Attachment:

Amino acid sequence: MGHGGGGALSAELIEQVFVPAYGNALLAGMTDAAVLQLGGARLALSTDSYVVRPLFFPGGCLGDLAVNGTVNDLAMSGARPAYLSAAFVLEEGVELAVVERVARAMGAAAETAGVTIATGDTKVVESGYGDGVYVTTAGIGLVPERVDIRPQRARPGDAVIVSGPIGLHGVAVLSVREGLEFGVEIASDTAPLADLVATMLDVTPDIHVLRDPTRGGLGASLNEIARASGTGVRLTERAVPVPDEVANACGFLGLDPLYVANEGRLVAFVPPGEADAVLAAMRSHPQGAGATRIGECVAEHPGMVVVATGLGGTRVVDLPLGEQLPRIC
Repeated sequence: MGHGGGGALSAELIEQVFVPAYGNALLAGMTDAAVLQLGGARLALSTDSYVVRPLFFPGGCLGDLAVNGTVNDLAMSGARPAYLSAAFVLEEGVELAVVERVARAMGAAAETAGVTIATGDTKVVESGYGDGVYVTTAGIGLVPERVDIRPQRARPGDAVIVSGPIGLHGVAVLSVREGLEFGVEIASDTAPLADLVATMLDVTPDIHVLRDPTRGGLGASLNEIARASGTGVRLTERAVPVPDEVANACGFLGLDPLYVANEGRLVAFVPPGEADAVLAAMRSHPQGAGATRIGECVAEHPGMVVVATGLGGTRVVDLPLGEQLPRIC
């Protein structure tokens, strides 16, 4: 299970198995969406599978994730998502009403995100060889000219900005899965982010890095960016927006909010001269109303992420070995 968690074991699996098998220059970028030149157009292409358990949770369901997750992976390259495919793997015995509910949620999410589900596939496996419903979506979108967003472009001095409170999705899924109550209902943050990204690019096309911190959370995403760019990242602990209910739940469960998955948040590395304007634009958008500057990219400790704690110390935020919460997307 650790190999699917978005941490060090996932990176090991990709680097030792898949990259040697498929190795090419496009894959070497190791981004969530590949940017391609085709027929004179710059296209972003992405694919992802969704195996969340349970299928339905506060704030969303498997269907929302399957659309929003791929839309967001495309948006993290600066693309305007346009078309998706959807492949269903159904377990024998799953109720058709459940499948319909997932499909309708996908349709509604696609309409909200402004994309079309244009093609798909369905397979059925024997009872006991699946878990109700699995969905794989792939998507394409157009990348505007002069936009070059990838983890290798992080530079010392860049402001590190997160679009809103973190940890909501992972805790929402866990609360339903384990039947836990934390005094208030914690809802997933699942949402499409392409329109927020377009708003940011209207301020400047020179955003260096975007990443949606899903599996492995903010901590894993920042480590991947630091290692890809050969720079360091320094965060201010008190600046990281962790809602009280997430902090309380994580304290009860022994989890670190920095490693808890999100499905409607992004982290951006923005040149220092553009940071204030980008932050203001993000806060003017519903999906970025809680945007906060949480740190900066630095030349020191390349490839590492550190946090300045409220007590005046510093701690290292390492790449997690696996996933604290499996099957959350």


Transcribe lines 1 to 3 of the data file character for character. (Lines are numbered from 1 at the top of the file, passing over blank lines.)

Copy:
Amino acid sequence: MGHGGGGALSAELIEQVFVPAYGNALLAGMTDAAVLQLGGARLALSTDSYVVRPLFFPGGCLGDLAVNGTVNDLAMSGARPAYLSAAFVLEEGVELAVVERVARAMGAAAETAGVTIATGDTKVVESGYGDGVYVTTAGIGLVPERVDIRPQRARPGDAVIVSGPIGLHGVAVLSVREGLEFGVEIASDTAPLADLVATMLDVTPDIHVLRDPTRGGLGASLNEIARASGTGVRLTERAVPVPDEVANACGFLGLDPLYVANEGRLVAFVPPGEADAVLAAMRSHPQGAGATRIGECVAEHPGMVVVATGLGGTRVVDLPLGEQLPRIC
Repeated sequence: MGHGGGGALSAELIEQVFVPAYGNALLAGMTDAAVLQLGGARLALSTDSYVVRPLFFPGGCLGDLAVNGTVNDLAMSGARPAYLSAAFVLEEGVELAVVERVARAMGAAAETAGVTIATGDTKVVESGYGDGVYVTTAGIGLVPERVDIRPQRARPGDAVIVSGPIGLHGVAVLSVREGLEFGVEIASDTAPLADLVATMLDVTPDIHVLRDPTRGGLGASLNEIARASGTGVRLTERAVPVPDEVANACGFLGLDPLYVANEGRLVAFVPPGEADAVLAAMRSHPQGAGATRIGECVAEHPGMVVVATGLGGTRVVDLPLGEQLPRIC
């Protein structure tokens, strides 16, 4: 299970198995969406599978994730998502009403995100060889000219900005899965982010890095960016927006909010001269109303992420070995 968690074991699996098998220059970028030149157009292409358990949770369901997750992976390259495919793997015995509910949620999410589900596939496996419903979506979108967003472009001095409170999705899924109550209902943050990204690019096309911190959370995403760019990242602990209910739940469960998955948040590395304007634009958008500057990219400790704690110390935020919460997307 650790190999699917978005941490060090996932990176090991990709680097030792898949990259040697498929190795090419496009894959070497190791981004969530590949940017391609085709027929004179710059296209972003992405694919992802969704195996969340349970299928339905506060704030969303498997269907929302399957659309929003791929839309967001495309948006993290600066693309305007346009078309998706959807492949269903159904377990024998799953109720058709459940499948319909997932499909309708996908349709509604696609309409909200402004994309079309244009093609798909369905397979059925024997009872006991699946878990109700699995969905794989792939998507394409157009990348505007002069936009070059990838983890290798992080530079010392860049402001590190997160679009809103973190940890909501992972805790929402866990609360339903384990039947836990934390005094208030914690809802997933699942949402499409392409329109927020377009708003940011209207301020400047020179955003260096975007990443949606899903599996492995903010901590894993920042480590991947630091290692890809050969720079360091320094965060201010008190600046990281962790809602009280997430902090309380994580304290009860022994989890670190920095490693808890999100499905409607992004982290951006923005040149220092553009940071204030980008932050203001993000806060003017519903999906970025809680945007906060949480740190900066630095030349020191390349490839590492550190946090300045409220007590005046510093701690290292390492790449997690696996996933604290499996099957959350």